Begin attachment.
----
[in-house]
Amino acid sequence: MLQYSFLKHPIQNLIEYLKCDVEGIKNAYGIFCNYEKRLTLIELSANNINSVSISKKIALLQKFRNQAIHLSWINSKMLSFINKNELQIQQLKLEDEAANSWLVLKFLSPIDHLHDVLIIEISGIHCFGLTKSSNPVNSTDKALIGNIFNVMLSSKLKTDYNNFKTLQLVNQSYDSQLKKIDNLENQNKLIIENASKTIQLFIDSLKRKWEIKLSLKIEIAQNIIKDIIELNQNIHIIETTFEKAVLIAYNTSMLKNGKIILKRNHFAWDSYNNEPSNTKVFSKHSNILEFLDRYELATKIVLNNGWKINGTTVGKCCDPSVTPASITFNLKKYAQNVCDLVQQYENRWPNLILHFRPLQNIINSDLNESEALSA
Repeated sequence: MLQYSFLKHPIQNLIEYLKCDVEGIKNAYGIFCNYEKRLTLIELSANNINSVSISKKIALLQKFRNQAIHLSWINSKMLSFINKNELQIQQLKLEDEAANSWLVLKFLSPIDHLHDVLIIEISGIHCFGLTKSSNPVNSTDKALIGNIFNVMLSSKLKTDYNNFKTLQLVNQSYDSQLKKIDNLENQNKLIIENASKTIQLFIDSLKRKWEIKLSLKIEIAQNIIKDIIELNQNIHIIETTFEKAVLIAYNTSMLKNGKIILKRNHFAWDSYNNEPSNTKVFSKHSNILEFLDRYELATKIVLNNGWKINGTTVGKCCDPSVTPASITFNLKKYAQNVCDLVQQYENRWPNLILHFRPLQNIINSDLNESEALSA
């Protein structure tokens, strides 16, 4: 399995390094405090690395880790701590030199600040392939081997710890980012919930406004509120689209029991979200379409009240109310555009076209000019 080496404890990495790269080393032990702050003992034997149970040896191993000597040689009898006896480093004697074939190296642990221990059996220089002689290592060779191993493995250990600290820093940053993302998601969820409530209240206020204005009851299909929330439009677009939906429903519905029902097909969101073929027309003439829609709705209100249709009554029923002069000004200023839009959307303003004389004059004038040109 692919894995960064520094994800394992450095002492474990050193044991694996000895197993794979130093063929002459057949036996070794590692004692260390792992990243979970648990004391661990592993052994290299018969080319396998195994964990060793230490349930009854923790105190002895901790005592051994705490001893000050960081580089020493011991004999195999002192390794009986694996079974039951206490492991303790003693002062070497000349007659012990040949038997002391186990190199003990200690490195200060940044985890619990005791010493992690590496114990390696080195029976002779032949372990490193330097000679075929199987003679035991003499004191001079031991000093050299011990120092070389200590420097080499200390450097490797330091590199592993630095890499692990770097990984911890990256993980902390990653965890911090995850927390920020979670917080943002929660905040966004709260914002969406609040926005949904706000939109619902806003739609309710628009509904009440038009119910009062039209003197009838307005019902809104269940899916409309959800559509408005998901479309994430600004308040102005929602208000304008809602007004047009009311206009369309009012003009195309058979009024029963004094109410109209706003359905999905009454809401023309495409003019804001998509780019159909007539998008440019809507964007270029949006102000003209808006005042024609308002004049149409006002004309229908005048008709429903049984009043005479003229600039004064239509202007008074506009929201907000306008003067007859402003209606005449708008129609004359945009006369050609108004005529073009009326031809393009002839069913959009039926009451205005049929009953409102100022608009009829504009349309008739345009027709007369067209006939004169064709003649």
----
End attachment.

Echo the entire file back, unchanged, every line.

[in-house]
Amino acid sequence: MLQYSFLKHPIQNLIEYLKCDVEGIKNAYGIFCNYEKRLTLIELSANNINSVSISKKIALLQKFRNQAIHLSWINSKMLSFINKNELQIQQLKLEDEAANSWLVLKFLSPIDHLHDVLIIEISGIHCFGLTKSSNPVNSTDKALIGNIFNVMLSSKLKTDYNNFKTLQLVNQSYDSQLKKIDNLENQNKLIIENASKTIQLFIDSLKRKWEIKLSLKIEIAQNIIKDIIELNQNIHIIETTFEKAVLIAYNTSMLKNGKIILKRNHFAWDSYNNEPSNTKVFSKHSNILEFLDRYELATKIVLNNGWKINGTTVGKCCDPSVTPASITFNLKKYAQNVCDLVQQYENRWPNLILHFRPLQNIINSDLNESEALSA
Repeated sequence: MLQYSFLKHPIQNLIEYLKCDVEGIKNAYGIFCNYEKRLTLIELSANNINSVSISKKIALLQKFRNQAIHLSWINSKMLSFINKNELQIQQLKLEDEAANSWLVLKFLSPIDHLHDVLIIEISGIHCFGLTKSSNPVNSTDKALIGNIFNVMLSSKLKTDYNNFKTLQLVNQSYDSQLKKIDNLENQNKLIIENASKTIQLFIDSLKRKWEIKLSLKIEIAQNIIKDIIELNQNIHIIETTFEKAVLIAYNTSMLKNGKIILKRNHFAWDSYNNEPSNTKVFSKHSNILEFLDRYELATKIVLNNGWKINGTTVGKCCDPSVTPASITFNLKKYAQNVCDLVQQYENRWPNLILHFRPLQNIINSDLNESEALSA
């Protein structure tokens, strides 16, 4: 399995390094405090690395880790701590030199600040392939081997710890980012919930406004509120689209029991979200379409009240109310555009076209000019 080496404890990495790269080393032990702050003992034997149970040896191993000597040689009898006896480093004697074939190296642990221990059996220089002689290592060779191993493995250990600290820093940053993302998601969820409530209240206020204005009851299909929330439009677009939906429903519905029902097909969101073929027309003439829609709705209100249709009554029923002069000004200023839009959307303003004389004059004038040109 692919894995960064520094994800394992450095002492474990050193044991694996000895197993794979130093063929002459057949036996070794590692004692260390792992990243979970648990004391661990592993052994290299018969080319396998195994964990060793230490349930009854923790105190002895901790005592051994705490001893000050960081580089020493011991004999195999002192390794009986694996079974039951206490492991303790003693002062070497000349007659012990040949038997002391186990190199003990200690490195200060940044985890619990005791010493992690590496114990390696080195029976002779032949372990490193330097000679075929199987003679035991003499004191001079031991000093050299011990120092070389200590420097080499200390450097490797330091590199592993630095890499692990770097990984911890990256993980902390990653965890911090995850927390920020979670917080943002929660905040966004709260914002969406609040926005949904706000939109619902806003739609309710628009509904009440038009119910009062039209003197009838307005019902809104269940899916409309959800559509408005998901479309994430600004308040102005929602208000304008809602007004047009009311206009369309009012003009195309058979009024029963004094109410109209706003359905999905009454809401023309495409003019804001998509780019159909007539998008440019809507964007270029949006102000003209808006005042024609308002004049149409006002004309229908005048008709429903049984009043005479003229600039004064239509202007008074506009929201907000306008003067007859402003209606005449708008129609004359945009006369050609108004005529073009009326031809393009002839069913959009039926009451205005049929009953409102100022608009009829504009349309008739345009027709007369067209006939004169064709003649």